Re: Bioturbation

From: Bill Payne (bpayne15@juno.com)
Date: Tue May 27 2003 - 23:30:08 EDT

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    On Tue, 27 May 2003 12:26:54 -0400 "bivalve"
    <bivalve@mail.davidson.alumlink.com> writes:

    I appreciate your thoughtful summary. I'll continue to chew on this, but
    my initial gut reaction is that you've listed a number of factors, most
    of which seem to be special circumstances that would occur in limited
    areas and times.

    > Fine layering suggests that bioturbation was very limited. This
    > could happen for any of several reasons:
    >
    > Bioturbators were globally rare or absent. This seems to be the
    > case for the Precambrian into the early Paleozoic, and immediately
    > after some mass extinctions.
    >
    > The environment was inimical to bioturbators. This includes anoxic
    > or dysoxic environments (the latter often anoxic in the sediment),
    > tidal flats, extremely unstable sediments (e.g., dunes or sand
    > waves), or hypersaline water.
    >
    > Net sedimentation was extremely slow, so that only a small amount
    > was deposited before the layer was lithified.
    >
    > Sedimentation was faster than bioturbation. This can happen in a
    > storm or a local flood, for example.

    That's the one I, of course, am leaning into. If it can happen in a
    local flood, it could also happen in the Flood.
     
    > Or, in environments that are
    > not especially conducive to high levels of bioturbation, this may
    > not require as much sedimentation. Deep lakes, even if they are not
    > anoxic, tend to have a relatively low number of large, active
    > bioturbators, and distinct annual layers easily accumulate.

    How deep are "deep lakes"? Do you have a reference for this claim? Does
    bioturbation occur in the deep ocean?

    > Bioturbation may not necessarily totally obliterate all layering.
    > If sediment is accumulating more or less continually, with some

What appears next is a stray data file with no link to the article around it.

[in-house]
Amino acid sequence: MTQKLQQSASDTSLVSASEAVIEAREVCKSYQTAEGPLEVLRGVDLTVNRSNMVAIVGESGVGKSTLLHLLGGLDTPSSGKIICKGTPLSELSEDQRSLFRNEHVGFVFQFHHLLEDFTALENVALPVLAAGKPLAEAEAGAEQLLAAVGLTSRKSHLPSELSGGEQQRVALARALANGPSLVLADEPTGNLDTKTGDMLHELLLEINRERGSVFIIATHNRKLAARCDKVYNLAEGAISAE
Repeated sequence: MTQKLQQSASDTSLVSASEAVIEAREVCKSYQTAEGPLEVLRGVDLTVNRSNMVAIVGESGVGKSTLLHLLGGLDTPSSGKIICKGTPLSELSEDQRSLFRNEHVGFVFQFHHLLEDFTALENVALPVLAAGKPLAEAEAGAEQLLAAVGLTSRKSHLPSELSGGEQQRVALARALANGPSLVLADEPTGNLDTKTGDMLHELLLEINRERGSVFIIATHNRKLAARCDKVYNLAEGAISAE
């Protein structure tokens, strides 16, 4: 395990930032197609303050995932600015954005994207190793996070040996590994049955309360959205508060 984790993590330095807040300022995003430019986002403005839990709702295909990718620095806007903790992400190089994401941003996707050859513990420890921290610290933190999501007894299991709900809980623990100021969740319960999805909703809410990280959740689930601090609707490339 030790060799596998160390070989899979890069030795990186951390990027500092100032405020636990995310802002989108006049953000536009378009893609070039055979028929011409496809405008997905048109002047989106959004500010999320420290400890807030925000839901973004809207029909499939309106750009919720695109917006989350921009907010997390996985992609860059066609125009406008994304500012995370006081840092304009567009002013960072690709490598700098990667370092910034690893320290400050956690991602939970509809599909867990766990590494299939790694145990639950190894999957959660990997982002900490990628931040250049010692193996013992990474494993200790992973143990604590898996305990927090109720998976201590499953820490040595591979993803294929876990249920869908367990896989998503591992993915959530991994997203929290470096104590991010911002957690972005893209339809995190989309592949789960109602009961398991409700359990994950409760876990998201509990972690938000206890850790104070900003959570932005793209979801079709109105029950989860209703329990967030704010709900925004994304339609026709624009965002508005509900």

> variation in those sedmients that can be detected as layers,
    > bioturbation will mix things around a bit but eventually they get
    > buried deep enough to no longer get frequent mixing. Thus, although
    > the layering is smeared, it may not be totally gone.

    But most of the rocks I look at in north Alabama have clear distinct
    layers. Your distinction of "fine" layering can be extended to include a
    sharp contact between two massive beds.
     
    > There's a whole range in the degree of bioturbation observed in
    > sediments. You can look up various references. I think Sue Kidwell
    > and Mary Droser are some of the names to look for.
    >
    > Remember also that, although fine lamination is found here and there
    > throughout the geologic column, extensively bioturbated beds are
    > common. You can't honestly claim that the whole geologic column is
    > depauperate in bioturbation.

    No, and I am not claiming that. I have seen some evidence of what I
    suppose are burrows in interbedded Pennsylvanian sands and shales. But
    the bedding is still clearly evident. If these layers were subjected to
    bioturbation for a week, I would think they would be gone.

    > As I am generally looking for beds
    > with lots of shells, my collecting emphasizes well-bioturbated
    > facies, but I do see a lot of places with plenty of bioturbation. I
    > sometimes encounter layers with good lamination. Very many involve
    > dark layers, which indicates high organic content. High organic
    > content implies low oxygen levels.

    > Also, each lamination takes some amount of time to form. With about
    > 200,000 laminations in the Castille Formation in western Texas, you
    > would have to form one organic rich-organic poor couplet every two
    > to three minutes to fit it all into one year. That's just one
    > formation.

    The time required is a notion we bring from somewhere else. Somewhere I
    have a reference that says these interbeds can be formed spontaneously in
    the lab from a single sedimentary event.
     
    > Trying to explain any substantial portion of the geologic column as
    > resulting from the Flood requires extremely high sedimentation
    > rates, and the fact that organisms frequently had plenty of time to
    > burrow around poses a problem for this. On the other hand,
    > occasional deposits being deposited rapidly in no way poses a
    > problem for an old earth view. The young-earth view is at a
    > disadvantage, as anything taking a long period of time is
    > incompatible with it, whereas lots of things can happen quickly
    > within an old earth model.

    As I see it, the old-earth model is at a disadvantage. The geologic
    column is replete with bedded strata, and by comparison, very little
    evidence of bioturbation. The locally (vertical and/or horizontal)
    bioturbated zone in no way poses a problem for YEC.

    Can you name any marine and coastal swamp modern analogs, where bedded
    strata are being continuously formed with little bioturbation?

    Bill

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